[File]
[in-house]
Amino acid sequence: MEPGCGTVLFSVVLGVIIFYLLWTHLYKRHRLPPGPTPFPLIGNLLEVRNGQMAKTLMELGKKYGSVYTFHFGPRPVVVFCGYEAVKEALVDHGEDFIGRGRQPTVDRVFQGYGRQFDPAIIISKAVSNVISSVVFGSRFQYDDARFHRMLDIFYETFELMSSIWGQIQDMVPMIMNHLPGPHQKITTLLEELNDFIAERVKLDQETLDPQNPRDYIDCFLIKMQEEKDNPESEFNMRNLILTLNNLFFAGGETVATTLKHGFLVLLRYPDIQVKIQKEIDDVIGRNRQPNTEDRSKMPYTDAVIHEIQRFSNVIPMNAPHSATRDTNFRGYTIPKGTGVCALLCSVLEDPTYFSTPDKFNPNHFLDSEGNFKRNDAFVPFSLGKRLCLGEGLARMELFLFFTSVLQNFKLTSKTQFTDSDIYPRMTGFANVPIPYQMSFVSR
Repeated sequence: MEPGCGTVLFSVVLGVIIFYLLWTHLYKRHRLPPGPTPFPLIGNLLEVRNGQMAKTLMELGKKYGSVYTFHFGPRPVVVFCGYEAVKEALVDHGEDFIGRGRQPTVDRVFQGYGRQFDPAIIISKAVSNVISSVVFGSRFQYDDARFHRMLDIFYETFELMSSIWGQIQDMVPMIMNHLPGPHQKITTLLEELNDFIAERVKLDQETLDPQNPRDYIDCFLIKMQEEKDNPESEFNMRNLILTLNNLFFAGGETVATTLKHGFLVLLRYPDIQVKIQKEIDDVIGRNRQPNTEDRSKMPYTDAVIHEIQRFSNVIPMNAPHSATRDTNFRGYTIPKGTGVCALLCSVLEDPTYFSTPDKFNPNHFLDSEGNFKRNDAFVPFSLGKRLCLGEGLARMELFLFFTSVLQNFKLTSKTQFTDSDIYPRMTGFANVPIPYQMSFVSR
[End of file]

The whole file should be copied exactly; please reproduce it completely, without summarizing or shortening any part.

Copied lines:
[in-house]
Amino acid sequence: MEPGCGTVLFSVVLGVIIFYLLWTHLYKRHRLPPGPTPFPLIGNLLEVRNGQMAKTLMELGKKYGSVYTFHFGPRPVVVFCGYEAVKEALVDHGEDFIGRGRQPTVDRVFQGYGRQFDPAIIISKAVSNVISSVVFGSRFQYDDARFHRMLDIFYETFELMSSIWGQIQDMVPMIMNHLPGPHQKITTLLEELNDFIAERVKLDQETLDPQNPRDYIDCFLIKMQEEKDNPESEFNMRNLILTLNNLFFAGGETVATTLKHGFLVLLRYPDIQVKIQKEIDDVIGRNRQPNTEDRSKMPYTDAVIHEIQRFSNVIPMNAPHSATRDTNFRGYTIPKGTGVCALLCSVLEDPTYFSTPDKFNPNHFLDSEGNFKRNDAFVPFSLGKRLCLGEGLARMELFLFFTSVLQNFKLTSKTQFTDSDIYPRMTGFANVPIPYQMSFVSR
Repeated sequence: MEPGCGTVLFSVVLGVIIFYLLWTHLYKRHRLPPGPTPFPLIGNLLEVRNGQMAKTLMELGKKYGSVYTFHFGPRPVVVFCGYEAVKEALVDHGEDFIGRGRQPTVDRVFQGYGRQFDPAIIISKAVSNVISSVVFGSRFQYDDARFHRMLDIFYETFELMSSIWGQIQDMVPMIMNHLPGPHQKITTLLEELNDFIAERVKLDQETLDPQNPRDYIDCFLIKMQEEKDNPESEFNMRNLILTLNNLFFAGGETVATTLKHGFLVLLRYPDIQVKIQKEIDDVIGRNRQPNTEDRSKMPYTDAVIHEIQRFSNVIPMNAPHSATRDTNFRGYTIPKGTGVCALLCSVLEDPTYFSTPDKFNPNHFLDSEGNFKRNDAFVPFSLGKRLCLGEGLARMELFLFFTSVLQNFKLTSKTQFTDSDIYPRMTGFANVPIPYQMSFVSR